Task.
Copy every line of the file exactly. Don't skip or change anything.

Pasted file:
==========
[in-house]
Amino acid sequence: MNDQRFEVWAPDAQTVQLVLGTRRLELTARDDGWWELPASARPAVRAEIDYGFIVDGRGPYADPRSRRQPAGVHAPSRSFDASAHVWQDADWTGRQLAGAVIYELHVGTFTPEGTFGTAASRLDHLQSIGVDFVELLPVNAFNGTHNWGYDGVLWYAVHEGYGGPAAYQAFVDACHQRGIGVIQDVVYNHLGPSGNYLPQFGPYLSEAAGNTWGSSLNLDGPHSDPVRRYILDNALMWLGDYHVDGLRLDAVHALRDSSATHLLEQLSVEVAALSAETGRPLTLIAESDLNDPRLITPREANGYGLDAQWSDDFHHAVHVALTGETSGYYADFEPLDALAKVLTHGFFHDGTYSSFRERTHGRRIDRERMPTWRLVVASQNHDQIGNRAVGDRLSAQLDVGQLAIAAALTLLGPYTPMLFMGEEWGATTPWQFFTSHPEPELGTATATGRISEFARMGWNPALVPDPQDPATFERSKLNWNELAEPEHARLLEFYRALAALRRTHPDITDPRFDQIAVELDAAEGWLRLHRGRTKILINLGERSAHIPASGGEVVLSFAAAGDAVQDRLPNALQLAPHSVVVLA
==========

[in-house]
Amino acid sequence: MNDQRFEVWAPDAQTVQLVLGTRRLELTARDDGWWELPASARPAVRAEIDYGFIVDGRGPYADPRSRRQPAGVHAPSRSFDASAHVWQDADWTGRQLAGAVIYELHVGTFTPEGTFGTAASRLDHLQSIGVDFVELLPVNAFNGTHNWGYDGVLWYAVHEGYGGPAAYQAFVDACHQRGIGVIQDVVYNHLGPSGNYLPQFGPYLSEAAGNTWGSSLNLDGPHSDPVRRYILDNALMWLGDYHVDGLRLDAVHALRDSSATHLLEQLSVEVAALSAETGRPLTLIAESDLNDPRLITPREANGYGLDAQWSDDFHHAVHVALTGETSGYYADFEPLDALAKVLTHGFFHDGTYSSFRERTHGRRIDRERMPTWRLVVASQNHDQIGNRAVGDRLSAQLDVGQLAIAAALTLLGPYTPMLFMGEEWGATTPWQFFTSHPEPELGTATATGRISEFARMGWNPALVPDPQDPATFERSKLNWNELAEPEHARLLEFYRALAALRRTHPDITDPRFDQIAVELDAAEGWLRLHRGRTKILINLGERSAHIPASGGEVVLSFAAAGDAVQDRLPNALQLAPHSVVVLA